By Amanda Stone
JOPLIN, Mo. —
There's a white powdery substance out there that many of us are addicted to. It may have a hold of you right now, giving you energy spikes that you can't imagine living without. You know what I'm talking about: sweet, white, sparkling sugar.
Maybe you're breathing a sigh of relief right now because you use the synthetic substitutes. That is some bad stuff. Sugar is bleached and stripped of all its redeemable qualities, but at least it comes from an actual plant. Sugar substitutes that come in little pastel-colored packets are chemicals. True, they have few or no calories, but you would be doing yourself a favor if you weaned yourself off the stuff. We get used to the taste of sweetness, but our brains don't know how to process it. Its negative nutritional value leaves us feeling like we need more. You know what that leads to.
I'm not some crazed sugar hater. I love sweet stuff, just like the next lady. But there are lots of ways to get your sweets fix without using processed white sugar or artificial sweeteners. Real maple syrup, honey and agave nectar are all great natural ways to sweeten your coffee, tea, oatmeal and baked goods. Sucanat is the best sugar replacement for baking, because it's real sugar and can be used in the same amounts as brown or white sugar. Don't be intimidated by its fancy name; Sucanat is simply a brand name that means SUgarCAne NATural. It is unrefined, dried sugar cane juice that retains its molasses content.
Stevia is at the top of my list for sweetness. It's close to my heart, because it's an herb that you can grow in your own garden. Stevia is super sweet -- about 30 times sweeter than sugar. Grow it, dry the leaves, then grind them into a fine powder or make simple syrup. You can buy Stevia at health food stores in liquid or powder form. Use it sparingly.
The moral of the story is this: Use moderation with sweet stuff, regardless of the form it takes. "Natural" doesn't mean that you should eat more -- it's still sugar, and sugar is already in lots of food. It goes by the name of molasses, evaporated cane juice, syrup, honey, corn sweetener and anything ending with "ose".
Tomorrow is Valentine's Day. What a perfect opportunity for you to show your family love by making them a sweet treat that's healthy, too. Yes, these recipes are all chocolate, because that's what Valentine's Day means to me. Use the following guide if you want to use natural ingredients in place of sugar next time you prepare your favorite dessert.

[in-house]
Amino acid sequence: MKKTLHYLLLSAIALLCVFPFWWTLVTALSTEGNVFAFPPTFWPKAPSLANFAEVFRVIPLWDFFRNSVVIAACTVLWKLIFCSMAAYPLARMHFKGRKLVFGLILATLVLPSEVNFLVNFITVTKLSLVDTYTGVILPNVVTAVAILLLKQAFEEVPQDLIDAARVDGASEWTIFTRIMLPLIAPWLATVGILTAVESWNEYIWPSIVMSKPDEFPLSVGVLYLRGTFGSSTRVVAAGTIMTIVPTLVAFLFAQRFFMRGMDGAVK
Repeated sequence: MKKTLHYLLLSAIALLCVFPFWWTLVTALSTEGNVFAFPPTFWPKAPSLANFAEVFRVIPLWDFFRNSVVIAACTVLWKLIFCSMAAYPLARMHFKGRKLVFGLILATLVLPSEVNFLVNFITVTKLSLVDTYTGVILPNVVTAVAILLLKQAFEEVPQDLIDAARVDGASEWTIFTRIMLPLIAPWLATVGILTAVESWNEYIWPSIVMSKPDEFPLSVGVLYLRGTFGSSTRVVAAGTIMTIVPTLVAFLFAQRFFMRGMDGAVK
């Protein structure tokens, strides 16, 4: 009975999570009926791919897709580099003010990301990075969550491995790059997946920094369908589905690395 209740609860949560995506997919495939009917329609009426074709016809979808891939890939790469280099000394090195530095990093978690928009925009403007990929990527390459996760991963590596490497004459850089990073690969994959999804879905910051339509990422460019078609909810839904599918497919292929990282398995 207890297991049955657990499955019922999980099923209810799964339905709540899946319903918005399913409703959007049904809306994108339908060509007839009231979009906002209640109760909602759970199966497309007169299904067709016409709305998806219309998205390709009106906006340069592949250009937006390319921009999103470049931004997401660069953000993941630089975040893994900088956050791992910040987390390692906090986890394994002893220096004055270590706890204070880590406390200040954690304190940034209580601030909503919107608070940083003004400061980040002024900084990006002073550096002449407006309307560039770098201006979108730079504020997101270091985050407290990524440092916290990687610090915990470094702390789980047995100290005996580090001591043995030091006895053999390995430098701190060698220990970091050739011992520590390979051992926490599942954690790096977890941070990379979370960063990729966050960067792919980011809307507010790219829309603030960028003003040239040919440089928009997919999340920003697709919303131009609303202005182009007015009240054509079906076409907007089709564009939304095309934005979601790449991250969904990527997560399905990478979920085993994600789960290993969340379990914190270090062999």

Honey: 3/4 cup=1 cup sugar. Agave nectar: 2/3 cup=1 cup sugar. Pure maple syrup: 3/4 cup=1 cup sugar. Sucanat: 1 cup=1 cup sugar.
Stevia: Depends on what form you use. Read directions, because this stuff is crazy sweet.
Secret ingredient chocolate mousse
1 avocado, peeled and pitted
1/4 cup cocoa powder
2 to 3 tablespoons agave nectar
1/2 teaspoon vanilla extract
1/2 cup unsweetened vanilla soy milk
Place avocado in food processor and blend until the avocado breaks down a bit. Add cocoa powder, agave and vanilla, and blend again until you have a smooth consistency. Chill in the fridge for 2 hours.
Slow cooker brownies
1 cup whole-wheat pastry flour
1/2 cup cocoa powder, unsweetened
11/2 teaspoon baking powder
1/2 cup applesauce, unsweetened
2 medium, ripe bananas, mashed
1 cup honey
4 egg whites
6 ounces unsweetened Baker's chocolate (6 squares)
1 tablespoon coconut oil
1/2 cup walnuts (optional)
Line the bottom of your slow cooker with parchment by placing the slow cooker liner on a piece of parchment, drawing a line around the base and cutting out. After inserting the liner, spray the entire inside with an oil sprayer.
In a large mixing bowl, blend the flour, cocoa powder and baking powder with a whisk.
In the microwave, using a microwave-safe bowl, melt the Baker's chocolate for 2 minutes, then stir between 30 second intervals until the chocolate is melted. Stir the oil into the chocolate.
In a separate large mixing bowl, blend the applesauce, mashed bananas, honey, egg whites and melted chocolate. Combine well with the whisk. Pour into slow cooker liner and cook for 4 hours. A knife inserted into the middle should come out clean. If not, continue to cook without the lid for an additional half-hour. To remove, run a knife around the edge of the liner and flip upside down onto a clean surface. The brownie should slide right out. Allow to cool. Slice and serve.
Molten lava cakes
Olive oil cooking spray
1/4 cup plus 1 tablespoon unsweetened cocoa powder
1/3 cup Sucanat
3 tablespoons unsweetened applesauce
3 tablespoons olive oil
1 egg white
1/2 cup white whole-wheat flour
1 teaspoon pure vanilla extract
Orange or pear slices, for garnish (optional)
Preheat oven to 400 degrees. Lightly spray four 4-ounce custard cups or small ramekins with cooking spray.
In a medium bowl, combine cocoa powder and Sucanat; whisk in applesauce and oil.
In a small bowl, lightly whisk egg and egg white and add to cocoa mixture, whisking until smooth.
Stir in flour and vanilla until flour is combined completely -- do not over mix. Divide mixture evenly among prepared custard cups, place on a baking sheet and bake for 9 minutes. Centers should be soft but sides firm. Invert cups onto serving plates; let stand a few minutes before removing cups. Garnish each cake with fruit slices, if desired, and serve warm.
Have questions? Email them to firstname.lastname@example.org or mail her c/o The Joplin Globe, P.O. Box 7, Joplin, MO 64802.